Researhers from Britain examining the relationship between increasing rates of testicular cancer and decreasing sperm quality, have concluded men who have infertility problems have an increased risk of developing cancer.
As reported in the issue of the British Medical Journal (BMJ), the study found a strong association between men with infertility problems and the subsequent risk of testicular cancer, with men in couples with fertility problems being over 1.5 times more likely to develop testicular cancer than other men.
Though there are no specific feature was linked to increased risk of testicular cancer, men with poor semen quality overall were between twice and three times as likely to develop testicular cancer.
Men with a low sperm count who had fathered children in the past had a lower risk of developing testicular cancer than men who had been unable to father children at all. Poor sperm quality was also associated with an increased risk of cancers of the abdominal cavity (peritoneum) and digestive organs.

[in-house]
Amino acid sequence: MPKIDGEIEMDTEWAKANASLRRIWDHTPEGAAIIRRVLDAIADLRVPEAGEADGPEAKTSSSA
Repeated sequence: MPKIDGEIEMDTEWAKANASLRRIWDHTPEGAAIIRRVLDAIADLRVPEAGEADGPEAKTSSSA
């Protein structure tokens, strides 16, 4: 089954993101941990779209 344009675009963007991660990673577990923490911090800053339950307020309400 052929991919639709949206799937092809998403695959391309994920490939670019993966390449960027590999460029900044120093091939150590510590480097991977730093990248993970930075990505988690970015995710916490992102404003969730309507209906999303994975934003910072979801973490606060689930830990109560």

The researchers analysed the sperm quality of semen samples taken from over 32,000 men in England between 1960 and 1989. Sperm count, motility, and shape were assessed. Cancer rates were also studied and compared with those expected for the whole population of Britain to determine levels of risk.
Researchers said the risk remained constant over time, suggesting that sperm abnormalities had been present many years before the diagnosis of cancer, they conclude there may be common risk factors for poor sperm quality and testicular cancer and suggest these factors may be present in the developing male foetus.